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Email Newsletters

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Email Newsletters

My personal email address is a carefully guarded secret and for good reason. Every time I sign into my email account, it’s littered with hundreds of unread email and in order to get to the good stuff that’s actually relevant to my life and how I run it, I have to wade through tons of email newsletters. I don’t enjoy it and sometimes I can’t even figure out how they obtained my email address.

It’s not about your business… initially

It does get a little overwhelming! The email newsletters I pay attention to the most are the ones that think outside the box and ask nothing of me. They provide information that is important for how I run my life and they do it for free! I think that making a connection with an email newsletter is similar to a good relationship. You want to cultivate things slowly and ensure that the relationship is equally balanced for the most part, meaning that you are investing as much as the other person. In order to do this, it sometimes means building good faith based on solid industry advice for your specific industry. What advice would you give a friend if they were looking for services in your industry? Share that advice in your email newsletter.

The most important thing to remember, and the most common mistake I see businesses make, is looking after their own interests and outlining only what they want out of the email newsletter, for example, a sales flyer focused only on the sale of items or services (ie. I want you to buy this item or service). The email newsletter is obviously about your business, but frankly, people get tired of being ‘sold to’ and newsletter fatigue is becoming very common. In order to avoid that, give more than you take, at least for a while, and see what happens.

Here is a rundown of how to cultivate a good relationship with your email newsletter:

  1. Pull back on the lists of products, and coupons. Counterintuitive, right? Larger companies can get away with this because they have the volume game in the bag and a lot of advertising support in various media worlds including television, radio, magazines and even the bathroom stall. If you are a small to medium business, you don’t have a fraction of that reach so you have to make that email newsletter count. Doing your research and adding interesting information and tips for your subscribers is relationship building. This can prevent the glaze over and automatic delete that is sure to come at one point or another with ongoing lists of products and services.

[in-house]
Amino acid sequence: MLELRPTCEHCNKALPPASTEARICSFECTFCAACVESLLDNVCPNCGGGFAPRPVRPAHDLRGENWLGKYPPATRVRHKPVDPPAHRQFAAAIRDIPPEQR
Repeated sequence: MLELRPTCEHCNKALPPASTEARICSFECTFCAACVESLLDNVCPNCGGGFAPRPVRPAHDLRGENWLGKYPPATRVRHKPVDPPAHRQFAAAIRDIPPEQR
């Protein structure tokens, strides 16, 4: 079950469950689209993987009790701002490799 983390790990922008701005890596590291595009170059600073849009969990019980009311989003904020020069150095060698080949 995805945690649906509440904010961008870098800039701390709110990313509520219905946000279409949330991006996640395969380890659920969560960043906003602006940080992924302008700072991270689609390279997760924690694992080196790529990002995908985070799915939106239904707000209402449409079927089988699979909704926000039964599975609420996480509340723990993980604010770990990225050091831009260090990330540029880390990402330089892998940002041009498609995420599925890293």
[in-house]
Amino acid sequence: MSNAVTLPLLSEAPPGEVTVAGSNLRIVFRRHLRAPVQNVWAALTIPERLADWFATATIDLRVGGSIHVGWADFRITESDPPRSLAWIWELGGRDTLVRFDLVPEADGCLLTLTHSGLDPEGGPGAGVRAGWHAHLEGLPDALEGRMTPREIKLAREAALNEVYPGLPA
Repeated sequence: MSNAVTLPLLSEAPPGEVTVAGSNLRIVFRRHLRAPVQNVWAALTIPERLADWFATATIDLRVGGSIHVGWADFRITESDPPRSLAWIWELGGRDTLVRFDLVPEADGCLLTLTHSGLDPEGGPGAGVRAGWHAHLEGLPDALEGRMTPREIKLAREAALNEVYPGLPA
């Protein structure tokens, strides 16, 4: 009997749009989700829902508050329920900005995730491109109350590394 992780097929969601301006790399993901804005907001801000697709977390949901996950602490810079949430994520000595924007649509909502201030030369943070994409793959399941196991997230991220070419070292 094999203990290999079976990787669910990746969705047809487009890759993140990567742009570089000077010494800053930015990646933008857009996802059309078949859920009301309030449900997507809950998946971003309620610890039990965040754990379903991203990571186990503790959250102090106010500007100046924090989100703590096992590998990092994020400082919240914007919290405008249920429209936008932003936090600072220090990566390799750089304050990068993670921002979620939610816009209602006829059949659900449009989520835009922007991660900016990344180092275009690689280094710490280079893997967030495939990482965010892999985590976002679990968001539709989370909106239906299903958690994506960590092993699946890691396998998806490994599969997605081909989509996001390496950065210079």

2. At the end of the day, it really is about good, solid content. Welcome to the premise of inbound marketing. Inbound marketing is all about engaging your audience with information they are already seeking out. Stop climbing the muddy hill and get some solid footing by meeting them where they are and giving them the information they want. Find out about your demographics (age, income, housing etc.), and their psychological profile (behaviours/interests) to get a better idea of what they are after. You can obtain basic information for free and it is only a Google search away.
  3. Always offering ongoing deals and sales in an email newsletter for small to medium businesses may give off the vibe that you’re a little desperate. Sales are good now and then, but if they are constant, it questions the viability of your business model. Do it every now and then but concentrate more on your content and see what your subscribers are engaging in the most. Statistics on what subscribers are clicking on the most are readily available in many newsletter services, including Mailchimp.
  4. Remember, anything worth having does not happen overnight and that includes your email subscriber list. Don’t aim for a high number on your subscriber list, aim for engagement. If you are consistently getting high bounce rates and unsubscribes, it’s time to clean that list up. Losing subscribers who are not engaged is not a loss. Unsubscribe those with low engagement with the option to re-subscribe and let the chips fall where they may. This is especially important if there has been little activity over the last 6 months. This gives the subscriber the chance to re-evaluate whether it makes sense to stay on the list. They may opt-out and that’s okay. You can’t be everything to everyone, and shouldn’t try.

Know your demographic, and know your market. Speak to them, and to them alone. Build your brand by providing information that makes something better or easier for them. It is about concentrating on them rather than what you would like to see happen immediately! Separate yourself from the crowd for long term results.

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